by Jessika Anspach McEliece
The brisk fall air accosts my face as I push through the Phelps Center doors, home of Pacific Northwest Ballet. I scurry down the steps toward Mercer Street. I only have an hour. I only have a month, and some change…
An hour for lunch; a month till I have to say goodbye.
The mid-afternoon sunlight filters in at an angle through the thinning maples that line the asphalt-colored river and I feel its warmth caress my cheekbone. I breathe in the cold air. A smile, ever so slight sneaks onto my face as my eyes gaze down at the pavement painted in geometric patterns and hues of amber, crimson and gold. Nature’s decoupage beneath my feet. But it’s not this painted floor I’m thinking of; it’s not the crisp fall scent that fills my nostrils and makes me smile.
They loaded in our special Nutcracker floor a day or two ago and crowded the studio with various set pieces. The grey marley, painted to look like a Persian rug with bright green, magenta, yellow and cobalt, carries with it a warm musky scent. The smell of Nutcracker. The smell of my life in ballet.
Like most kids, Nutcracker was not only the first ballet I saw, but the first ballet I performed. But unlike most of my dancer friends and co-workers, I didn’t start performing this holiday classic upon exiting the womb. I was the old age of eleven when I first partook in this magical production.
Every year hundreds of kids audition from the Pacific Northwest Ballet School to be a part of Nutcracker, PNB’s unique collaboration between founding artistic director Kent Stowell and children’s author and illustrator Maurice Sendak. And of all these children that audition, only 200 or so are chosen.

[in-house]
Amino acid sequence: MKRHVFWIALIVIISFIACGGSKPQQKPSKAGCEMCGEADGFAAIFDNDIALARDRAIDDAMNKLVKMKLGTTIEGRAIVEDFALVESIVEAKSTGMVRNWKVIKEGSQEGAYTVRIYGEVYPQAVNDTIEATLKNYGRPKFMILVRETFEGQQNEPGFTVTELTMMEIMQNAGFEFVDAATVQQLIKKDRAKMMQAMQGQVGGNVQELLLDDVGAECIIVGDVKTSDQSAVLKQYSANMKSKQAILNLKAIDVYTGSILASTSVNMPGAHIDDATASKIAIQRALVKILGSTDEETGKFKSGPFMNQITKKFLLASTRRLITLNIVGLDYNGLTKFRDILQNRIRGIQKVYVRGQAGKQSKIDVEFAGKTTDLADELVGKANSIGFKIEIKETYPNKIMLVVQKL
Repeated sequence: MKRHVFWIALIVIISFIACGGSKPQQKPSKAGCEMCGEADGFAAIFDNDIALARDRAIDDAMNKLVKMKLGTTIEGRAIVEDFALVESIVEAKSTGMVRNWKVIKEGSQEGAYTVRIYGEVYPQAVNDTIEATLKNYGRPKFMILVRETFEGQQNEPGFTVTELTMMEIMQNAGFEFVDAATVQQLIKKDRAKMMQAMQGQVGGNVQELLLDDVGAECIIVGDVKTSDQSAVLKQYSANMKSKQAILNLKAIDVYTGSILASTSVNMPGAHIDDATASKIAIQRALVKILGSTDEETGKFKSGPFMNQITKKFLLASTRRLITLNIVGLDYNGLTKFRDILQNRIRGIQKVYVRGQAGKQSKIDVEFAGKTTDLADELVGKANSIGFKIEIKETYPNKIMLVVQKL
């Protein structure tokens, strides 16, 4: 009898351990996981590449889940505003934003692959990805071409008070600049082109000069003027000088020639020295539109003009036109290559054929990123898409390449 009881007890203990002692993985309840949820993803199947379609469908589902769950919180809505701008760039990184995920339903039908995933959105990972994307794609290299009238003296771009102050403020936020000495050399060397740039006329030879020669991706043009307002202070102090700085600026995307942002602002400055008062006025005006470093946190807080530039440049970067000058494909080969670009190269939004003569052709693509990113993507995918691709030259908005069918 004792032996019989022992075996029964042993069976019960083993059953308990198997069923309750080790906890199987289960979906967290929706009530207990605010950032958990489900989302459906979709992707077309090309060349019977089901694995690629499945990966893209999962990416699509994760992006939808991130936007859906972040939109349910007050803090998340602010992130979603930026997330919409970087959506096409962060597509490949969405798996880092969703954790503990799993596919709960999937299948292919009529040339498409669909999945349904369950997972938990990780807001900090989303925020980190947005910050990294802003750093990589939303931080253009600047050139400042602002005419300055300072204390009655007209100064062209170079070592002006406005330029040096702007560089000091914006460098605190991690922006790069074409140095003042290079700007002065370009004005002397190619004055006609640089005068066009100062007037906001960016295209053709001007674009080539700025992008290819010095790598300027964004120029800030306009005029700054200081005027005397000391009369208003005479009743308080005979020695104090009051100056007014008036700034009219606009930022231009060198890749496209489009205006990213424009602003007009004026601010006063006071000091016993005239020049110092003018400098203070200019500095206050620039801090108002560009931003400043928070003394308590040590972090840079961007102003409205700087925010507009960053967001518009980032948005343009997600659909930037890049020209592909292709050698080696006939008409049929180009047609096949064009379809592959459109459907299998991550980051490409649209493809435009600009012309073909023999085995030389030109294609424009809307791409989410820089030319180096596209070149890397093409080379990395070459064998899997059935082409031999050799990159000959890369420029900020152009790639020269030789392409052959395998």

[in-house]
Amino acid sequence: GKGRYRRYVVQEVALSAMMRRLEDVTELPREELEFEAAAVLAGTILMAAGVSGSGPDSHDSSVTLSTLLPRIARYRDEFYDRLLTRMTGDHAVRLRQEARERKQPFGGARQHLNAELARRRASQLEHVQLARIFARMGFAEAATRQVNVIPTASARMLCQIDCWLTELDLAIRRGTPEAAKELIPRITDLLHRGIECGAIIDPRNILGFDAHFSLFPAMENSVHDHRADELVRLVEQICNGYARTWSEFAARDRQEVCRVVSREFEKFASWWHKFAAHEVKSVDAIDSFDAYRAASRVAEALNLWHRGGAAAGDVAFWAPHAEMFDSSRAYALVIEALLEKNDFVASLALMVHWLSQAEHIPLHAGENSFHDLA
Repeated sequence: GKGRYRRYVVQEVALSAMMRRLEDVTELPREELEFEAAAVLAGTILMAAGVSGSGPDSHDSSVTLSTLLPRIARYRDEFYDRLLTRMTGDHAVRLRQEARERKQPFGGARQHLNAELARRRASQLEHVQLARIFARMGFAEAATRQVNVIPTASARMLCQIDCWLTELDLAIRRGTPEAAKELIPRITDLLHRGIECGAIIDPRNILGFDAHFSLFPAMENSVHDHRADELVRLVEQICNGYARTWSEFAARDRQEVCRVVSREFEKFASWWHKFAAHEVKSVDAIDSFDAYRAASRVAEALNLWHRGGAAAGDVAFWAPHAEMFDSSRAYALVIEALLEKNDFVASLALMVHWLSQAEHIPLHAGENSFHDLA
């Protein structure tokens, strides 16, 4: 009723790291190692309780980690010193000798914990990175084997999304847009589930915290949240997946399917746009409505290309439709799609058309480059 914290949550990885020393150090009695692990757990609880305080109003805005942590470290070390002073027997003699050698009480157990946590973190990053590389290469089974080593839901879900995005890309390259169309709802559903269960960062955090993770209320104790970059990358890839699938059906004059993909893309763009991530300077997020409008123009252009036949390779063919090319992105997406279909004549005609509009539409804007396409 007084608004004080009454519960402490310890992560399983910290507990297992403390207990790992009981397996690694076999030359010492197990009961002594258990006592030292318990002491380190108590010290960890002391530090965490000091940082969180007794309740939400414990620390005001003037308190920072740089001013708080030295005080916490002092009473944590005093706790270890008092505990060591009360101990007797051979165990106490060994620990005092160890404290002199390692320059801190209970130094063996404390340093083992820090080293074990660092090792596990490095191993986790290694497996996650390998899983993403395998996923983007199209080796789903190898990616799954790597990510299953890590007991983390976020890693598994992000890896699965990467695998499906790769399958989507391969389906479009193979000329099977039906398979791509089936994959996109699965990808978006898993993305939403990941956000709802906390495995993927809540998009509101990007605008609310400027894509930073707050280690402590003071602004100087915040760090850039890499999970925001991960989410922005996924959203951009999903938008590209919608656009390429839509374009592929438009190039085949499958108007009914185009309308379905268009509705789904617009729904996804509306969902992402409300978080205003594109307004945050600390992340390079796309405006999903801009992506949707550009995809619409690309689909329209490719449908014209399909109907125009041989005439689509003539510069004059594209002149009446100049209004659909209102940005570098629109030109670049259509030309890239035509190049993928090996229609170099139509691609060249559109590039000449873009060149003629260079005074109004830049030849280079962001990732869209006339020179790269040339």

Every year I would audition hoping that this time, this year, I’d make the cut. My stomach would be sick with hope, anticipation and anxiety as I squeezed my way through the crowd to the long, alphabetically arranged white list posted to the hall wall.
Every year I would find that “And..” skipped right over “Ans..” to “Ant..” Nutcracker’s first lesson for me wasn’t in musicality or stage presence, but in perseverance.
So when that fateful day came and I was finally the tallest tan infantry soldier, that magenta blob on the downstage right carpet corner meant a lot more to me than just the mark where I stood… it symbolized a dream come true.
Standing nervously backstage, with my knuckles as white as my face, clutching my toy gun to my chest, you would’ve thought this eleven-year-old was hitting the beaches of Normandy, not the Opera House stage.
“What if the music sounds different with the orchestra playing it and I don’t recognize it? What if my hat falls off? What if I forget my counts?” were the worries running frantically through my hairsprayed head. And yet as a ballerina in a poof of blue tulle passed by, all my fears seemed to disappear; my eyes wide as I realized exactly where I was and what was happening.
Awe and wonder had overcome my worry. I was backstage, seeing “the magic” happen right there before my very eyes. And I was a part of it! I still remember those first butterflies as I ran out on stage – a strange mix of joy, confidence and nerves. But I was out there! With my hat perched securely on my head.
Hearing the live music, feeling the gleam of the stage light on my face and experiencing the audience’s applause, well, I was done for. For me, as it is with so many dancers, Nutcracker was a rite of passage. A gateway to ballet, to performance and to production, it gave me a taste of the stage—and I wanted more. But this ballet has also been the broad avenue of my growth and maturation as a dancer.
The bread and butter of most American ballet companies, there is no other production that is performed as frequently and consistently (our run consists of between 35-45 performances) as Nutcracker. Like a winter annual, come November, the ballet emerges and blooms—unchanging, yet still just as breathtaking—especially PNB’s Stowell-Sendak production. It literally looks like a children’s storybook come to life.